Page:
Airlines, pilots reject US climate change bill

The Air Transport Association (ATA), the Air Line Pilots Association, Int’l (ALPA), the Cargo Airline Association (CAA) and the Regional Airline Association (RAA) have issued a statement in response to the decision by the Senate Committee on Environment and Public Works (EPW) to approve and forward to the full Senate S.2191, the “Lieberman-Warner Climate Security Act of 2007”: “While the airlines and pilots continue to take their environmental responsibilities very seriously, we have real concerns about the costs and effects of this proposed legislation,” said ATA President and CEO James C. May.

“By including jet fuel in a cap-and-trade greenhouse gas (GHG) emissions trading scheme, the legislation essentially would serve as an unnecessary and additional tax on fuel. It would greatly increase airline costs and would compromise our ability to invest in new aircraft and other fleet upgrades - the very things we need to continue to improve our emissions profile.”

The groups noted that U.S. airlines have made tremendous improvements in fuel efficiency, which directly relates to GHG efficiency.

“We improved our fuel efficiency - and hence our GHG efficiency - by 103 percent between 1978 and 2006,” said May. “This achievement was a direct result of the airlines’ continual reinvestment in technology and fuel-efficient operations.”

“This legislation piles an even heavier tax burden on an industry that already compares to the burden on alcohol, tobacco, gambling and firearms,” said ALPA President Capt. John Prater. “It would compromise the proactive measures that our industry has made in fuel efficiencies and further threaten our airlines’ financial recovery while rewarding ‘dirtier’ industries by giving them free allowances and special investment advantages. That sends the wrong signal to our nation’s pilots, the airlines and the traveling public.”


Another key concern is that Congress failed to enact legislation reauthorizing the Airport and Airway Trust Fund, which would have paved the way for a much needed Next Generation Air Transportation System (NextGen) and which contained a number of valuable environmental initiatives.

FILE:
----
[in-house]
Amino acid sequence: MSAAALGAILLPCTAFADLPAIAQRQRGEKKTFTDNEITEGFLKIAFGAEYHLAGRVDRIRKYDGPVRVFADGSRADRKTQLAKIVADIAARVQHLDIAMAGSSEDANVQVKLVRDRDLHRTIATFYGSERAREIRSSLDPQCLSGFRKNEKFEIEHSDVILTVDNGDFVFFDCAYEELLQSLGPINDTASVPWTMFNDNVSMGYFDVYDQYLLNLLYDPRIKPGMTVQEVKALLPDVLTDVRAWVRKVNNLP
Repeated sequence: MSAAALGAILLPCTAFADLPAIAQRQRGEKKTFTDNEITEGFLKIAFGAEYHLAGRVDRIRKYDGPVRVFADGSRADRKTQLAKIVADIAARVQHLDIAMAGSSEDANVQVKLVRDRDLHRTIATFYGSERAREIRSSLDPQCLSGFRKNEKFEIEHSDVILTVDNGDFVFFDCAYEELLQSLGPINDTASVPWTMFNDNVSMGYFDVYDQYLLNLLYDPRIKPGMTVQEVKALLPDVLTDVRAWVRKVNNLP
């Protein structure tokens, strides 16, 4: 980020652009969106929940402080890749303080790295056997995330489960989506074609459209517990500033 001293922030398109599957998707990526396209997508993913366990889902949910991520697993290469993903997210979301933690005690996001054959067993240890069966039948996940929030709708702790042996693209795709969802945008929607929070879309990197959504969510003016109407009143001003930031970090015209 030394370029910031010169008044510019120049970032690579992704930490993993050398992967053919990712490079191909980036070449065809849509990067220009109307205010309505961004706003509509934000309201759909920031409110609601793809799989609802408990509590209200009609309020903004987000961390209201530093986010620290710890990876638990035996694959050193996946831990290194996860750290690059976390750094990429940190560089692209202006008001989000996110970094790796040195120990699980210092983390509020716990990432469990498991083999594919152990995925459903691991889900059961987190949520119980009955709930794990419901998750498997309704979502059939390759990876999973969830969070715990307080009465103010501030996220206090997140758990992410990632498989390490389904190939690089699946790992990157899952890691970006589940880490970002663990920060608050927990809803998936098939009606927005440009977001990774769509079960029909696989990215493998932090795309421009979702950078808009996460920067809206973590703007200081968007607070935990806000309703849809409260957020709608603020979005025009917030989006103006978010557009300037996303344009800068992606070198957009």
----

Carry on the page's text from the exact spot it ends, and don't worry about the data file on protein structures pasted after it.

“Modernization of our outdated air traffic control (ATC) system would enable airlines to fly more direct routes, thus reducing congestion and system-caused delays,” noted CAA President Steve Alterman. “Studies show that this could further reduce our GHG emissions by 10 to 15 percent,” said Alterman. “Congress has thus far failed to reauthorize FAA operations, which regrettably keeps delaying a decision on NextGen and its related environmental programs. This much needed program would bring tangible GHG savings while getting at the heart of the congestion and delay problem.”

RAA President Roger Cohen shared the concerns of the coalition. “The bill, if enacted, would result in unprecedented increases in jet fuel related costs. When coupled with record fuel prices that today are near reaching the century mark, airlines likely will be faced with more difficult and painful choices that will result in service reductions, especially to small- and medium-sized communities, and the loss of more aviation-related jobs.”

The coalition’s concerns have been further heightened by the speed in which this legislation has moved through the Senate subcommittee and committee processes.

“This 303-page bill, which would establish carbon as a commodity and redistribute billions and billions of dollars across the U.S. economy, was introduced less than two months ago,” explained May. “It has been fast tracked through the committee process, without undergoing basic economic analysis, perhaps on the hope that no one will have time to raise the types of concerns we are raising today,” said May. “Collectively, we urge the full Senate to give this legislation a more deliberative review and to recognize that it is the wrong approach for commercial aviation.”